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Taxi Driver

Tears from Tijuana

by Cristina Rivera Garza

He says he isn’t a believer but that some things have happened to him recently that are making him reconsider. He says I won’t even believe him. After I insist, he says he’ll tell me, but that he still isn’t sure. And that’s when, between one turn and the next, he looks at me in the rearview mirror and I can see a difference in his gaze.

Beto is a taxi driver who always takes me to the airport when I’m leaving Tijuana. As long as I’ve known him, which has been for quite a while, he insists that one day I will end up writing one of the stories he tells me. And he tells so many! On our trips to the airport I’ve become familiar, through his voice, with a certain underworld of this border town that I otherwise would never have experienced. Beto also works a lot with the women in Tijuana’s red-light district, and once I shared a ride with a few, because, as he explained to me, they were in a rush. An If you don’t mind. This time is different. Instead of beginning the story by making his characteristic racket—he usually turns up the volume on the radio as he starts talking—he avoids my gaze and even rolls up the car windows. In a moment or two I will remember how, upon climbing into the car, I had admired how clean it was, how good it smelled. Its immaculateness.

He says he picked her up, like so many others, on your average street corner. He says she had long copper hair, blue eyes, and spoke with an accent from southern Mexico. He says she was a young girl, the kind who claims they’re twenty when they’re barely sixteen, and that’s why they’re so stunning. He says the girl received a call and that, with the phone still at her ear, she told him where she was headed. He says that there, in the back seat where I was sitting, she took off her sweatpants and put on a tight dress—green, quite pretty. He says her final destination was a hotel.

Beto’s stories have never given me chills before. But this one, even before hearing the ending, already makes me shudder. Suddenly I want him to be quiet. Suddenly I hope that something will happen on the road or in his head that will make him stop telling me what I know he is inevitably going to tell me. Who has lived in Mexico for the last six decades and doesn’t already know the ending to this story?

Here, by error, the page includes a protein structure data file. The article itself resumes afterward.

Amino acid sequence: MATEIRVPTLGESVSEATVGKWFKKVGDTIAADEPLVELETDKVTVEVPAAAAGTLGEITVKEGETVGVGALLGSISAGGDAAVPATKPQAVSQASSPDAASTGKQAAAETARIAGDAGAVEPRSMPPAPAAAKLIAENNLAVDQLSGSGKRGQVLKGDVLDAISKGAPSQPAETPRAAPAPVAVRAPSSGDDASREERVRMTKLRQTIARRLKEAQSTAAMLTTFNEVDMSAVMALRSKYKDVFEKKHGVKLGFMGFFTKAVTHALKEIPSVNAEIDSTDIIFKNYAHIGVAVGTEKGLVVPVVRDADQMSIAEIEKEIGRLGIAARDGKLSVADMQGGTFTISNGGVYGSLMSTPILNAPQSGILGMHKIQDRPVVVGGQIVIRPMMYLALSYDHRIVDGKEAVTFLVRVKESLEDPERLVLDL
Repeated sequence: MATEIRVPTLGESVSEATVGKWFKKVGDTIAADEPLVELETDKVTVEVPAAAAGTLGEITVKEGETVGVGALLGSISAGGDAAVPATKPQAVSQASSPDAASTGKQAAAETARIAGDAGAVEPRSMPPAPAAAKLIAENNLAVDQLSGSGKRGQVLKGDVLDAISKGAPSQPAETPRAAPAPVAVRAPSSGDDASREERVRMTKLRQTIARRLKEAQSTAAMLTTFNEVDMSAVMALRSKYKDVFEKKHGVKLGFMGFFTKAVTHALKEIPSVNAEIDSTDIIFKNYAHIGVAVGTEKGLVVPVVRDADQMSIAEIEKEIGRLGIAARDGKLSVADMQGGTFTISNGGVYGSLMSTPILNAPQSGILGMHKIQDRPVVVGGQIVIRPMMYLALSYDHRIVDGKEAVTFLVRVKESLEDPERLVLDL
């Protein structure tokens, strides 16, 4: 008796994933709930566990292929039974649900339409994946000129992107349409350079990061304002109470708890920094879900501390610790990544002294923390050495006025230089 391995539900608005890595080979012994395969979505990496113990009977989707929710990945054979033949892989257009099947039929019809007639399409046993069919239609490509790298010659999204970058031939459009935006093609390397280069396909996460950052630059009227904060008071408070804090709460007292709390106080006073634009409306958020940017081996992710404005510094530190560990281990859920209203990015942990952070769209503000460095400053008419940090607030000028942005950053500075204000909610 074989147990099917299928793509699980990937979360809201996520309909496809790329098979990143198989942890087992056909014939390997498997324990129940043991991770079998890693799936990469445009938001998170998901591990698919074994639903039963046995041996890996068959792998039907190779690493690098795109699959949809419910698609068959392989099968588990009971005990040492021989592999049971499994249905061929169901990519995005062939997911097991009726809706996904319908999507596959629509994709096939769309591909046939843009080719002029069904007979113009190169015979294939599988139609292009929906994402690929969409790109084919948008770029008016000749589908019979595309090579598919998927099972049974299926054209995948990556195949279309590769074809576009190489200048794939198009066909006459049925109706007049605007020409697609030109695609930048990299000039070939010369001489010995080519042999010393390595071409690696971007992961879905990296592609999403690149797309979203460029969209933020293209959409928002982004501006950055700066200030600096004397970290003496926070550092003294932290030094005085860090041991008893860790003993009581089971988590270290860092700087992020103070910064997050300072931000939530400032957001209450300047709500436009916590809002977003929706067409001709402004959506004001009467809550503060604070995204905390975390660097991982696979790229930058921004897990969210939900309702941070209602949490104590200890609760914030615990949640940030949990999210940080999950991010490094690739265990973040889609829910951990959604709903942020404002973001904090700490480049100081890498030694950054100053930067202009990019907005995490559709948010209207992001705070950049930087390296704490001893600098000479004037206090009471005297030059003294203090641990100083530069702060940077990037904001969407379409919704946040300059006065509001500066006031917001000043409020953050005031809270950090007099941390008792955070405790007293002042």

He says she asked for his phone number so that, after her job was done, he could pick her up at the same place. He says between one thing and another, they broke the ice and told each other as much as they could about themselves in one ride. He tells me this while fixing me with his troubled gaze in the rearview mirror, his eyes affected by something that in the moment I could perhaps call metaphysical. He says she never called him back.

I know he hasn’t yet reached the point in his story that he really wants to share because he keeps pausing for increasingly long periods of time. We discussed this once before— something about the role of silence, of empty space, in the construction of suspense. While he’s quiet I watch huge billboards pass by.

He says the next morning he learned what happened while watching television. He repeats the same words we always hear: found dead, strangled, unidentified body. He says he had to answer questions at the police station. And he says the same words as always: no identity, no family, nothing at all.

I don’t know if it’s at this moment or later that the nausea starts. I don’t know at what moment I realize that, just a few days ago, I read similar words about a poet and translator whose “crime” is still unclear: his hands and feet bound, packing tape around his head, the final blow or shot. They keep getting closer, I tell myself as I instinctively move my hand from the seat where the girl changed her clothes.

He says another day, also a weekday, something similar happened to him. He says this is the part I won’t believe. He says, opening his eyes wide even though they maintain a paradoxically somber look, this time when the girl got in the car she was already on the phone. He says she sighed deeply and hesitated. He says, emboldened or concerned, out of his element either way, he told her what happened to the other girl to try and convince her not to go to the hotel alone. He says he told her: That girl was just as young as you. He says right at that moment she sat there speechless, as if struck by something divine, and then she began to ask questions. He says, despondent yet not shedding a single tear, that she told him the girl was her sister. He says she then dialed a number and in a quiet voice, quiet as a mouse, she told her mother the news. He says she said: Now I know where my sister is.

What are the chances? he asks me, as if I know. Can I not clearly see the intervention of something beyond human understanding? he insists. I don’t know what to think about his religious conversion or of the gray landscape that unfolds into dust and noise on the other side of the window. Social sadness is so intimate sometimes. And intimacy can be so sad.

Carlos Beristáin, sociologist, doctor, and specialist for the Inter-American Court of Human Rights, says that violence in Mexico has reached a catastrophic level. He also says that the legacy of this violence will impact, at the very least, entire generations. The pain. The rage. The impotence.

This essay was originally published as “Nonfiction,” chapter VIII of Cristina Rivera Garza’s Grieving: Dispatches from a Wounded Country (The Feminist Press, 2020) and is reprinted here with permission.

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